If you and I were sitting down with David towards the end of his life, and we asked him what tips might he have for our own leadership today, what might he say? Listed below are a few key tips I believe would be near the top of his list. What I appreciate most about David is that he was both deeply broken and a man after God’s own heart – just like many of us. He is one great biblical example of a highly differentiated leader. For this reason, this podcast is part of a larger podcast series on differentiation that I will continue next week. Also, on Tuesday, July 10th at 2 pm EST, I will host a 1-hour Webinar on Growing in Differentiation as Key to Great Leadership. (I mistakenly called it a podcast on this podcast!) Join others in sending me your specific questions around the application of differentiation to. Read more.
Growing in differentiation is hard. The only thing harder, at least in the long-run, is not doing that hard work. Differentiation, as I talked about in Part 1, involves remaining connected to people and yet not having your reaction or behaviors determined by them. Our primary task, like Jesus, is to calmly differentiate our true self from the demands and voices around us, discerning the vision, pace, and mission the Father has uniquely given us. In this podcast I talk about four practical truths that can help us make the radical transition of dismantling our false self in order to lead faithfully out of our true self in Christ: Paying attention to our interiors in silence and solitude Finding trusted companions Moving out of our comfort zone Praying for courage Join me in this journey. And you’ll discover the fruit of growing into a more differentiated self. You will find that you’ll be less. Read more.
In this podcast, I introduce the paradigm-shifting concept of differentiation as one significant reason why exercising excellent leadership is so hard – whether it be in a church, a business, a non-profit institution, or an educational institution. Differentiation involves remaining connected to people and yet not having your reaction or behaviors determined by them. Our primary task, like Jesus, is to calmly differentiate our true self from the demands and voices around us, discerning the vision, pace, and mission the Father has uniquely given us. It involves being clear about our life goals and not becoming lost in the anxious emotional processes swirling around us. (See Edwin Friedman’s A Failure of Nerve.) Jesus, of course, models for us a 100% differentiated person. In this podcast, I address three key questions that have helped me to grow in differentiation and to maturely navigate high-charged situations that have come my way: What do I do with. Read more.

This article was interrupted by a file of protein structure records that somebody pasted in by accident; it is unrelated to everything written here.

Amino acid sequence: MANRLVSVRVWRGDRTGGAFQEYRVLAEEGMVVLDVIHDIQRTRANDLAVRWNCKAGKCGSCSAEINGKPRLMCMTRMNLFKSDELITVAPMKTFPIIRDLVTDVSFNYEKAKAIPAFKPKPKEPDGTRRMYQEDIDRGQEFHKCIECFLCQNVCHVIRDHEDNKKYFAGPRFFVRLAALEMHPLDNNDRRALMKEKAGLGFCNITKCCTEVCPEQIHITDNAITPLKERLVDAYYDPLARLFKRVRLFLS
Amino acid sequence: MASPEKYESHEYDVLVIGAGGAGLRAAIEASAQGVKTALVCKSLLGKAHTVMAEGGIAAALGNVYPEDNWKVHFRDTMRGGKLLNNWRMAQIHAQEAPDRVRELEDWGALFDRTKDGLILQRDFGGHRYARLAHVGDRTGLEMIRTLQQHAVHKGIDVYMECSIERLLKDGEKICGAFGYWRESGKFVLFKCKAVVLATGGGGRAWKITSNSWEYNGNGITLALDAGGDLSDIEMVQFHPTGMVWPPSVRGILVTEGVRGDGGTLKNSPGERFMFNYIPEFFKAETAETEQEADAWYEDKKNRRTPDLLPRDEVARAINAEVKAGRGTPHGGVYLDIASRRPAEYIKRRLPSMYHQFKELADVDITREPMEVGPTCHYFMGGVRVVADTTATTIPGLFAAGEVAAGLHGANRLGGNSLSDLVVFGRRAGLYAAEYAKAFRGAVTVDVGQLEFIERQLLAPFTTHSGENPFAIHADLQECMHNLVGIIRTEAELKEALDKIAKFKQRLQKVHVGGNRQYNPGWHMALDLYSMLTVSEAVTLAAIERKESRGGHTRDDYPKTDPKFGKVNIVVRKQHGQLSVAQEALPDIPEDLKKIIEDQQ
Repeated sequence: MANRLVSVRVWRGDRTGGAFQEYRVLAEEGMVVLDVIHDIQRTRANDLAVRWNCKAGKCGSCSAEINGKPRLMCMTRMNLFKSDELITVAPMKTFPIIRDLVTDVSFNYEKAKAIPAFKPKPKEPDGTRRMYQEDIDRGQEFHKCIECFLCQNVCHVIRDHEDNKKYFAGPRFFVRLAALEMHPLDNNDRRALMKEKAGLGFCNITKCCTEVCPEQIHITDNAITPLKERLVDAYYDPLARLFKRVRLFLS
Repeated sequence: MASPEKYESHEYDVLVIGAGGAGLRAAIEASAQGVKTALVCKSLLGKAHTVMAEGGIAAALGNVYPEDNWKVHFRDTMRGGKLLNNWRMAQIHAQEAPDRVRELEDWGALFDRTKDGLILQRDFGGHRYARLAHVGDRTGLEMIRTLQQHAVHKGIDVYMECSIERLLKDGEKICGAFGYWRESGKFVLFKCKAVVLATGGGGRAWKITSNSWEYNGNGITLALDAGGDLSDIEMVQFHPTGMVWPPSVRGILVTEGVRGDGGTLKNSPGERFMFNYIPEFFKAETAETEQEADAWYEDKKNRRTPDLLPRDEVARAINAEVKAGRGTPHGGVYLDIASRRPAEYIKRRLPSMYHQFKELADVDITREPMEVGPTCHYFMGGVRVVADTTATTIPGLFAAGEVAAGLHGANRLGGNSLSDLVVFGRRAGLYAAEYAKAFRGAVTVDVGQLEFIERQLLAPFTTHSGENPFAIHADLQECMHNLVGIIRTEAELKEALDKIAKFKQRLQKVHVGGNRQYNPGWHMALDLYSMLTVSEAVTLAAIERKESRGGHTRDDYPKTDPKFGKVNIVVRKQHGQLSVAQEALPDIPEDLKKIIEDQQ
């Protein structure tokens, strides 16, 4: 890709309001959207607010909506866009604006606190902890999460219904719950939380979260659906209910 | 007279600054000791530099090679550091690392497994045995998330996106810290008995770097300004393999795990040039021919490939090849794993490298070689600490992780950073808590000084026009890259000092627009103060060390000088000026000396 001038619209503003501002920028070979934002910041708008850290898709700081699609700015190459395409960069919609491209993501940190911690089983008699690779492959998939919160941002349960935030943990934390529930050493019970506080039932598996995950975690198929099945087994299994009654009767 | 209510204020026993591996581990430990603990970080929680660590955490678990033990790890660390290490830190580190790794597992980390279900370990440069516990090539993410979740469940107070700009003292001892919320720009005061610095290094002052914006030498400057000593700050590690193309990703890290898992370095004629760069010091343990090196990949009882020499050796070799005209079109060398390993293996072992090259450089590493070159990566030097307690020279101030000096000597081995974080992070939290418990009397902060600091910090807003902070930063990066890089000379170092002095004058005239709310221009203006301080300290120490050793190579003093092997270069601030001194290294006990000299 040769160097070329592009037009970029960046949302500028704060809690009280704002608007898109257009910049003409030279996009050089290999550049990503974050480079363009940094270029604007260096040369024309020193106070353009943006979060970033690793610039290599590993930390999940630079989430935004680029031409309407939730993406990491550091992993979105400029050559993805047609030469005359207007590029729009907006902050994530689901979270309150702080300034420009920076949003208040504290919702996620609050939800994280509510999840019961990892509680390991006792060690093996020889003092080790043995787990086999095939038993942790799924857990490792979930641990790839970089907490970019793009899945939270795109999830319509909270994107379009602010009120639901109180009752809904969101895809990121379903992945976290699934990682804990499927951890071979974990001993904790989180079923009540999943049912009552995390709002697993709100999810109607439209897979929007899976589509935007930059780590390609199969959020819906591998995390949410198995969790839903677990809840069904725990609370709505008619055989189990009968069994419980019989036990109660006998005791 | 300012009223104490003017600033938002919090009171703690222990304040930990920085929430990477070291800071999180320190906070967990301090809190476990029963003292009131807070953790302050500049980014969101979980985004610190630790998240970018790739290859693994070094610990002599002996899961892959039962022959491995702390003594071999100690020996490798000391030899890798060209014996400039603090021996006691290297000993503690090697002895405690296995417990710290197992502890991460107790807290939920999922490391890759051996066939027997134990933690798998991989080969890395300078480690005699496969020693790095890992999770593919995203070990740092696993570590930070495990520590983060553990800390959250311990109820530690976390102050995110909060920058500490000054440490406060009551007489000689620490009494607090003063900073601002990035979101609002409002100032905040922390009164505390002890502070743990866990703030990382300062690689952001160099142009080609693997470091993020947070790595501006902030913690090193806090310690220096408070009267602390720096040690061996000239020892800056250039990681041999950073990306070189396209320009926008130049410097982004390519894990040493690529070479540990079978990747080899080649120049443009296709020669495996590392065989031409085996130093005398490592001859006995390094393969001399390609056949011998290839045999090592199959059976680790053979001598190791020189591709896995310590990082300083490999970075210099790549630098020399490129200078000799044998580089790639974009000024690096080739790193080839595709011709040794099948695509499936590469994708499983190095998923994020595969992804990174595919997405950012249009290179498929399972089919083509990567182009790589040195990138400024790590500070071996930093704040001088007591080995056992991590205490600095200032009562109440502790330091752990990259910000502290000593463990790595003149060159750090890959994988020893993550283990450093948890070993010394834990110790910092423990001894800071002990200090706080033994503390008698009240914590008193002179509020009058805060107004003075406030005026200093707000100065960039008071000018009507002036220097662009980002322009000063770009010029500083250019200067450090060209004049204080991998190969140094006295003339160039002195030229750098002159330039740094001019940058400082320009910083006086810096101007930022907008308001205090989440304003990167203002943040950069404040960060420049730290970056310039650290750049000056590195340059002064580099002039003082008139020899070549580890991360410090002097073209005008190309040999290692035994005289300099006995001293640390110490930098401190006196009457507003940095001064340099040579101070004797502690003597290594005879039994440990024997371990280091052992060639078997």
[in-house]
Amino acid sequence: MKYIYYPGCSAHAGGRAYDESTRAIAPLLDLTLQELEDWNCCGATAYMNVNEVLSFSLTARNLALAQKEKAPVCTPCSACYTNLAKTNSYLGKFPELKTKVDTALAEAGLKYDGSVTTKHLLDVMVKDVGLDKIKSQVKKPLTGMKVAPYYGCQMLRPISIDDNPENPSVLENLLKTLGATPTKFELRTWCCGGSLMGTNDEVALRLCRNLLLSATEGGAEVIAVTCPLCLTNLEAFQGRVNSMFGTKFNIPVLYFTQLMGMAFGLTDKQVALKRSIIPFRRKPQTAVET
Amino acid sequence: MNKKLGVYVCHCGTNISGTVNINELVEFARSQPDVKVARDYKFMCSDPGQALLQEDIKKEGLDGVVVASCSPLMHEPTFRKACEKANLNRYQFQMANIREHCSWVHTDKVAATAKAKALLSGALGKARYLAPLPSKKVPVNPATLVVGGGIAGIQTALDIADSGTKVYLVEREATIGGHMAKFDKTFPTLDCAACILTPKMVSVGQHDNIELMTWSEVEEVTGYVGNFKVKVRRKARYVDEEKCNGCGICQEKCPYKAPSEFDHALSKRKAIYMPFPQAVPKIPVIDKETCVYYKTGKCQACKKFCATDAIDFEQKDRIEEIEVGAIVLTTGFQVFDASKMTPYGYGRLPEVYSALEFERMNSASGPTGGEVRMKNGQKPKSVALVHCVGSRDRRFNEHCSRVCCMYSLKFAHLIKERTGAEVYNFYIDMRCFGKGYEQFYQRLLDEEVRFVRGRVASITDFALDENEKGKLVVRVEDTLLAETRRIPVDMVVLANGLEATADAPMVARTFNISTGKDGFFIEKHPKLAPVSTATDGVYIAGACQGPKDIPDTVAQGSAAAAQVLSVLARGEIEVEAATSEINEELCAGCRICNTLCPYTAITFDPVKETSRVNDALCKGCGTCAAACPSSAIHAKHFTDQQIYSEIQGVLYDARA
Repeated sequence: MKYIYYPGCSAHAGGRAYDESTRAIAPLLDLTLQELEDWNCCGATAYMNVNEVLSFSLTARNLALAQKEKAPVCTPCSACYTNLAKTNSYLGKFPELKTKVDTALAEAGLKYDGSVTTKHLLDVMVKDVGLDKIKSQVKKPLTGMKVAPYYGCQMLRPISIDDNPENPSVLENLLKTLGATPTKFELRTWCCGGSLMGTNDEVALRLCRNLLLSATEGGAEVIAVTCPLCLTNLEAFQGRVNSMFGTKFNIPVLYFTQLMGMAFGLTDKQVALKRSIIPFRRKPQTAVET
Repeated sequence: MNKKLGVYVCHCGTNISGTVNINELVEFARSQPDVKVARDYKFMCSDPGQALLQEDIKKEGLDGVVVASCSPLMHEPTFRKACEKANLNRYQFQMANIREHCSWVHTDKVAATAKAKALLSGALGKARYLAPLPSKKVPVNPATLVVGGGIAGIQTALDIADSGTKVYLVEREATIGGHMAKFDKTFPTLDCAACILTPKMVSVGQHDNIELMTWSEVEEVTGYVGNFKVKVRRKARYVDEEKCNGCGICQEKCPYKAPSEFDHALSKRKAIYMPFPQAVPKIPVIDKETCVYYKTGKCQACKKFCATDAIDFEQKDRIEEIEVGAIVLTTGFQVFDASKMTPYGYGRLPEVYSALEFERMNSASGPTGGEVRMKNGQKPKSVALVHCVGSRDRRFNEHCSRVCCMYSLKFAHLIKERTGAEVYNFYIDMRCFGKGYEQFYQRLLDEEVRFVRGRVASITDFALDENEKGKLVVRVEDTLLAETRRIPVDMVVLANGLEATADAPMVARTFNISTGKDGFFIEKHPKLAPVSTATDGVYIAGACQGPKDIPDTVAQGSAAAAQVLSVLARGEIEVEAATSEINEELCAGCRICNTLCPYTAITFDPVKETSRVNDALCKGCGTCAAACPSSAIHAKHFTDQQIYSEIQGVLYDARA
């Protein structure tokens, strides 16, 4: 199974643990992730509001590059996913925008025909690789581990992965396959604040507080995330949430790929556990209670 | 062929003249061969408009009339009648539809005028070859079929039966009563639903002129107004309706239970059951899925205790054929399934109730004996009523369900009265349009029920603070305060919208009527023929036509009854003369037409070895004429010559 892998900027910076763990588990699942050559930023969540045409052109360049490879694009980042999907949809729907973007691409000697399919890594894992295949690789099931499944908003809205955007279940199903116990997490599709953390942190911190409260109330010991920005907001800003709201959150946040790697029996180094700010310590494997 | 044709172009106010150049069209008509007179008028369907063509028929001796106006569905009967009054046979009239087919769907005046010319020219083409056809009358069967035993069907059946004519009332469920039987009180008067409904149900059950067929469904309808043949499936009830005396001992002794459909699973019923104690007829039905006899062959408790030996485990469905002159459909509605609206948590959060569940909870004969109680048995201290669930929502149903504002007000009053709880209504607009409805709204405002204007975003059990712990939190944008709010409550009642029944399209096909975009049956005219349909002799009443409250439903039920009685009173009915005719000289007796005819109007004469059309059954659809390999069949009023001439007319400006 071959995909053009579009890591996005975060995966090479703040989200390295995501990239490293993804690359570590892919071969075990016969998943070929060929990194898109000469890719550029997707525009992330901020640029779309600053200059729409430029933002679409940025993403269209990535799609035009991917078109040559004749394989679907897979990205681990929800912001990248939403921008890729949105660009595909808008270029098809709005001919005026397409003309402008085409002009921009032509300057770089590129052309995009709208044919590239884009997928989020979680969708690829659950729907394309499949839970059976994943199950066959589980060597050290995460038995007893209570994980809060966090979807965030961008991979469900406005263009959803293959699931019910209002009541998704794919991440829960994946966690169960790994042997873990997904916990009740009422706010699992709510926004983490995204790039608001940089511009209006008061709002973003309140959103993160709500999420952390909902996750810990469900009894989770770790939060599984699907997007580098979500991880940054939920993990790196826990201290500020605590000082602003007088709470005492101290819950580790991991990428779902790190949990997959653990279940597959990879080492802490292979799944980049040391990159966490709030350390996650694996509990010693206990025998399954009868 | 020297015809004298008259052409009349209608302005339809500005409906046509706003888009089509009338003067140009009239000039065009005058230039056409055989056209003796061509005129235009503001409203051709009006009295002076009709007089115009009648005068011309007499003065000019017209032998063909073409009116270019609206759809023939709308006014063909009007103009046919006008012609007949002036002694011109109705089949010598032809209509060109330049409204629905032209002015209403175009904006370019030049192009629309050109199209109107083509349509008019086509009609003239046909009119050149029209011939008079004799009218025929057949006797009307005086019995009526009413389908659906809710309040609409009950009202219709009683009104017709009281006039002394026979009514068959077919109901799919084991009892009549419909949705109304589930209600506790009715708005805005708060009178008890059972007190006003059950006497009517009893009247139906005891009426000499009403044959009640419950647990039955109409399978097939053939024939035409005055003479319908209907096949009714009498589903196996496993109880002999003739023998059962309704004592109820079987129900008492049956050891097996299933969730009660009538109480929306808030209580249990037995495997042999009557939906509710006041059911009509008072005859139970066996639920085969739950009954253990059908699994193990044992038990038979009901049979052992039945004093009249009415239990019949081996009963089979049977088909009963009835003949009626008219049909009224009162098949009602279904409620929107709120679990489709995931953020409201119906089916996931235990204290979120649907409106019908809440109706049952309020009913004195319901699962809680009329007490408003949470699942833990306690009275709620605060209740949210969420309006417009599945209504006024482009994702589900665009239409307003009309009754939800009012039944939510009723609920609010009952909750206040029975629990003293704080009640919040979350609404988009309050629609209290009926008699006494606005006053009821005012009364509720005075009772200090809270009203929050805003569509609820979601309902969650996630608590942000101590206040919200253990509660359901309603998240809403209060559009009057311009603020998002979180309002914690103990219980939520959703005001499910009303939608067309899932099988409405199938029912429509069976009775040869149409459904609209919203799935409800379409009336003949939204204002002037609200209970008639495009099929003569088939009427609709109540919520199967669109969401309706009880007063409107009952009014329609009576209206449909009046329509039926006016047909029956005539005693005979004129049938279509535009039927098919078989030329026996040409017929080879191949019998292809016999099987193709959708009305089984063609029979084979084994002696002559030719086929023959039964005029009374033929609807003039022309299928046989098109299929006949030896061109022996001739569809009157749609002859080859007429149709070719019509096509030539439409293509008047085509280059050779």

Limits are often the last place we look for God. We want to conquer them, plan around them, deny them, and fight them. We attend leadership conferences so we can step out in faith and break through the limits before us. The problem is that when we fail to look for God in our limits, we often bypass him. And we get ourselves, our families, and those we lead in a lot of trouble. Why? Because in God’s economy, the obstacles before us are often the path itself. When God sets limits before us, he rarely provides a reason or explanation. Limits do, however, confront us with his authority. They force us to make a decision – to trust his goodness or to rebel against him. For this reason, limits take us to the heart of the spiritual warfare that rages around our leadership and relationship with Jesus. In this podcast, we will consider. Read more.
King David led out of a place of deep rest and contentment. He sang: “My cup overflows” (Ps. 23:5). Bernard of Clairvaux (1090-1153) changes the metaphor from a cup to a reservoir. I invite you to slowly and prayerfully mediate on this photo and his words. If you are wise, therefore, you will show yourself a reservoir and not a canal. For a canal pours out as fast as it takes in; but a reservoir waits till it is full before it overflows, and so communicates its surplus. We have all too few such reservoirs in the Church at present, through we have canals in plenty. . .they (canals) desire to pour out when they themselves are not yet inpoured; they are readier to speak than to listen, eager to teach that which they do not know, and most anxious to exercise authority on others, although they have not learnt to rule themselves. .. Read more.